In The Laundromat and The Report — both of which he scripted and the latter he directed — Scott Z Burns makes complicated true events coherent to audiences. He tells Screen about the power of facts.

Scott Z Burns - The Report BTS_01870_credit Atsushi Nishijima

Source: Atsushi Nishijima

Scott Z Burns and Adam Driver on the set of ‘The Report’

Scott Z Burns is on a roll when, midway through the phone interview, the line goes dead. When the writer/director of The Report and writer of The Laundromat reconnects, he does not sound too bothered. “That’s probably good. I was turning into a crazy person.”

Burns is always a thoughtful interviewee and “crazy” is a highly subjective term in Donald Trump’s America. His choice of word says a lot about the times we live in, when theorising about the interconnectedness of things can cause eyes to glaze over, and belief in the sanctity of facts can invite ridicule.

Similar concerns attracted Burns to The Report, which stars Adam Driver as the author of a damning Senate Intelligence Committee report into the CIA’s now-defunct post-9/11 detainee torture programme, and The Laundromat, which his friend Steven Soderbergh directed and uses vignettes to illustrate the damaging effects of the financial system exposed by the Panama Papers leaks.

“Right now, more than ever, what scares me the most is that we’re living in a moment when there’s so much confirmation bias and everybody can go online and find a narrative that matches up with their preconceived notions,” says Burns, whose screenplay credits include The Informant! and Contagion for Soderbergh, as well as The Bourne Ultimatum and the upcoming James Bond thriller No Time To Die.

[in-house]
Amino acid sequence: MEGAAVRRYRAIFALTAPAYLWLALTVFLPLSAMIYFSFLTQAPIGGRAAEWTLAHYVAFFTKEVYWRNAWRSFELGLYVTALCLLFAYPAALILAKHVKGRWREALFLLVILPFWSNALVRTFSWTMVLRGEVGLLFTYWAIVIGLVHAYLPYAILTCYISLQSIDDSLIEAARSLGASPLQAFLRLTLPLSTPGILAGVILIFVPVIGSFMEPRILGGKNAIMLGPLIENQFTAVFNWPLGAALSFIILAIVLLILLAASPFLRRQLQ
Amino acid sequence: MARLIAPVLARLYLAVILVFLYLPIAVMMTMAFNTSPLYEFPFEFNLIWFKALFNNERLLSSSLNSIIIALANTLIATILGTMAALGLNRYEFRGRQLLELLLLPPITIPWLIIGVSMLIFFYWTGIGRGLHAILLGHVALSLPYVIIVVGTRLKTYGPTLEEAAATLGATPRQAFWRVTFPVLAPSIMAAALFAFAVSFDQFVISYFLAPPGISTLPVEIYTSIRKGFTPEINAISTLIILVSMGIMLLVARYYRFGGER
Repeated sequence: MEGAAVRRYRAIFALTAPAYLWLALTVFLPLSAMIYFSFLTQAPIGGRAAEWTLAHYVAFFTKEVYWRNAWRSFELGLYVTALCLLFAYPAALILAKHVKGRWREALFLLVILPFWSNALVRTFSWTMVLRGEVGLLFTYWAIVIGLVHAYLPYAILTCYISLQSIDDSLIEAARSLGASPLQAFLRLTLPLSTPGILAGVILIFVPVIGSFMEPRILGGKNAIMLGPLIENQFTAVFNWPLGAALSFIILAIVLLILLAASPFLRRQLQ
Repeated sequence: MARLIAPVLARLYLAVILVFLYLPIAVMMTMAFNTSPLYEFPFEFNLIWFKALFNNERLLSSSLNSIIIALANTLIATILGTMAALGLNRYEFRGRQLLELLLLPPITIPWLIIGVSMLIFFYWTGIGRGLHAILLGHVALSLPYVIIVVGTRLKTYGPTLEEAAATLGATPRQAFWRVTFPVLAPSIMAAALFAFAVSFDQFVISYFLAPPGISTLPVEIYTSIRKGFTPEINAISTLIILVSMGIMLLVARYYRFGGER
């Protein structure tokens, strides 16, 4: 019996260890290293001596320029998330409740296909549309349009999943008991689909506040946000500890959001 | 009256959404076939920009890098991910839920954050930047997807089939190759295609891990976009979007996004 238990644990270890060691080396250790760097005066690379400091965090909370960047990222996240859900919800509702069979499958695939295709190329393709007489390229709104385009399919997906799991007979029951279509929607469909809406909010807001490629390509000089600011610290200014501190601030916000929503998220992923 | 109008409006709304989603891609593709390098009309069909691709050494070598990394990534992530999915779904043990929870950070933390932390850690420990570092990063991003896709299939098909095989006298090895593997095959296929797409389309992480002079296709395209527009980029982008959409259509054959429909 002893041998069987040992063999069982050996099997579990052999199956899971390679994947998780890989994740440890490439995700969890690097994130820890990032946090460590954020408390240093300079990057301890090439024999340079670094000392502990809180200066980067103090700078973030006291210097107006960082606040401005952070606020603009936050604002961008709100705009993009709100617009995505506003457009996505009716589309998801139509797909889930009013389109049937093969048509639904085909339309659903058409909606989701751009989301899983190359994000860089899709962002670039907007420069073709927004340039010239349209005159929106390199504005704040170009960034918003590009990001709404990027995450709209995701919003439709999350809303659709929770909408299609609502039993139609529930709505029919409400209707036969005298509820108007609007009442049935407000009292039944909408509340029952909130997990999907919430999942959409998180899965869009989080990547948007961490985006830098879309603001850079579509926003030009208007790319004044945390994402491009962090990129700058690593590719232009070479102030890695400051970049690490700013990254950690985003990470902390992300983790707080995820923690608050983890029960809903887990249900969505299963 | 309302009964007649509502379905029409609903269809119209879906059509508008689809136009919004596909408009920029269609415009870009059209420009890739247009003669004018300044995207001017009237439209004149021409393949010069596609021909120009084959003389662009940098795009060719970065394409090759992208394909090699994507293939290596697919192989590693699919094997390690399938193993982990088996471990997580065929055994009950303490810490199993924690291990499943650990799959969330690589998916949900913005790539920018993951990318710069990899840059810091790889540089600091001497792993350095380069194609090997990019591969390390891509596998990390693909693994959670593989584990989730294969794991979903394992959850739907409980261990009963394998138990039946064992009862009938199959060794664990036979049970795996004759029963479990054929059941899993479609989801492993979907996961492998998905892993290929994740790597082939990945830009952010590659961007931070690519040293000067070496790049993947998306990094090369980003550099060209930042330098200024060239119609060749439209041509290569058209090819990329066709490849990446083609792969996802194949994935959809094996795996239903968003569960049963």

“That’s very dangerous to all of us, not just as people but also as storytellers because it’s basically saying you can’t change another person’s mind. I’ve always believed that facts were the best inoculation for confirmation bias, but now even facts have become up for grabs.”

He had followed news reports of the CIA programme under the George W Bush-Dick Cheney presidency, and got hooked when he read a Vanity Fair article about the two psychologists who were given credit as being the architects of the programme. Research began in early 2014 and when the Senate Intelligence Committee report was published later that year, he “devoured” it. Burns then got in touch with the report’s author Daniel J Jones — who pursued his investigation for five painstaking years, and then battled to get it published — through committee chairman senator Dianne Feinstein’s office.

“It was a bit frustrating initially because he [Jones] couldn’t tell me anything that wasn’t in the report,” says Burns. “Finally I said to him, ‘This must be frustrating for you as well because you uncovered so much — tell me your story.’ And that’s when he told me this very Kafkaesque odyssey he went on and I decided it would be better to tell the story through the eyes of someone who was trying to get out the truth than to do an absurdist, Dr Strangelove-like comedy about the psychologists.”

Mounting the production

'The Report'

Source: Courtesy of Sundance Institute/Atsushi Nishijima

‘The Report’

Captivated by the project, Burns and his talent agents fought to secure financing. What started out as a $16m feature at HBO, before the company declined to pursue it, ended up at roughly half the price, with Vice Media investing $4m thanks to Burns’ friend Eddy Moretti, former Vice Media chief creative officer and a producer on the film, and the balance from international pre-sales through IMR International (now MadRiver International).